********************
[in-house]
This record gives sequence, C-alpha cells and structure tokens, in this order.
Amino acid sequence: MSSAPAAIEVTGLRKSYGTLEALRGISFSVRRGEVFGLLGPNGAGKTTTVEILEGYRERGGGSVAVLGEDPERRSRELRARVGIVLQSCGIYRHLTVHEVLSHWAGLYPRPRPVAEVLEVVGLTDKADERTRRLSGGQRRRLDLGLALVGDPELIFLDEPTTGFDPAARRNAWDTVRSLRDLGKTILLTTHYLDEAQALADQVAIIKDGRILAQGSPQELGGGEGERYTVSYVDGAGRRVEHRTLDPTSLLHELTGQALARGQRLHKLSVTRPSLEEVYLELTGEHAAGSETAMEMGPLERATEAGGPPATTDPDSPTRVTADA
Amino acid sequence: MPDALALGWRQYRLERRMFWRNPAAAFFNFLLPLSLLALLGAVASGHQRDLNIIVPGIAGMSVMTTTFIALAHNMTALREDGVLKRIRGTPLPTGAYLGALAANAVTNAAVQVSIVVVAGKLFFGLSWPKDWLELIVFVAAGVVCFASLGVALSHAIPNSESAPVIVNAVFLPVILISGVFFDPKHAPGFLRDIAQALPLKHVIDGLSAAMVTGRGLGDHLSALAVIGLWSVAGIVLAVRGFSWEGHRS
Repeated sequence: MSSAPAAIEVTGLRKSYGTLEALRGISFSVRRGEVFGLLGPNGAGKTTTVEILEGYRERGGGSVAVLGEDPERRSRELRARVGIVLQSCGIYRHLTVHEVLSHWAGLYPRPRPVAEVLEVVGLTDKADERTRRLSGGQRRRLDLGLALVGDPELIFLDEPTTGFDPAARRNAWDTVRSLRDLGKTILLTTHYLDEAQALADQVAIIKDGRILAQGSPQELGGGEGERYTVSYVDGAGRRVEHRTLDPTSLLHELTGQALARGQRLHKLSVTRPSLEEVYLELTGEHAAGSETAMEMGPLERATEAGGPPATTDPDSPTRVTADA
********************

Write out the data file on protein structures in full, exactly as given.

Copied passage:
[in-house]
This record gives sequence, C-alpha cells and structure tokens, in this order.
Amino acid sequence: MSSAPAAIEVTGLRKSYGTLEALRGISFSVRRGEVFGLLGPNGAGKTTTVEILEGYRERGGGSVAVLGEDPERRSRELRARVGIVLQSCGIYRHLTVHEVLSHWAGLYPRPRPVAEVLEVVGLTDKADERTRRLSGGQRRRLDLGLALVGDPELIFLDEPTTGFDPAARRNAWDTVRSLRDLGKTILLTTHYLDEAQALADQVAIIKDGRILAQGSPQELGGGEGERYTVSYVDGAGRRVEHRTLDPTSLLHELTGQALARGQRLHKLSVTRPSLEEVYLELTGEHAAGSETAMEMGPLERATEAGGPPATTDPDSPTRVTADA
Amino acid sequence: MPDALALGWRQYRLERRMFWRNPAAAFFNFLLPLSLLALLGAVASGHQRDLNIIVPGIAGMSVMTTTFIALAHNMTALREDGVLKRIRGTPLPTGAYLGALAANAVTNAAVQVSIVVVAGKLFFGLSWPKDWLELIVFVAAGVVCFASLGVALSHAIPNSESAPVIVNAVFLPVILISGVFFDPKHAPGFLRDIAQALPLKHVIDGLSAAMVTGRGLGDHLSALAVIGLWSVAGIVLAVRGFSWEGHRS
Repeated sequence: MSSAPAAIEVTGLRKSYGTLEALRGISFSVRRGEVFGLLGPNGAGKTTTVEILEGYRERGGGSVAVLGEDPERRSRELRARVGIVLQSCGIYRHLTVHEVLSHWAGLYPRPRPVAEVLEVVGLTDKADERTRRLSGGQRRRLDLGLALVGDPELIFLDEPTTGFDPAARRNAWDTVRSLRDLGKTILLTTHYLDEAQALADQVAIIKDGRILAQGSPQELGGGEGERYTVSYVDGAGRRVEHRTLDPTSLLHELTGQALARGQRLHKLSVTRPSLEEVYLELTGEHAAGSETAMEMGPLERATEAGGPPATTDPDSPTRVTADA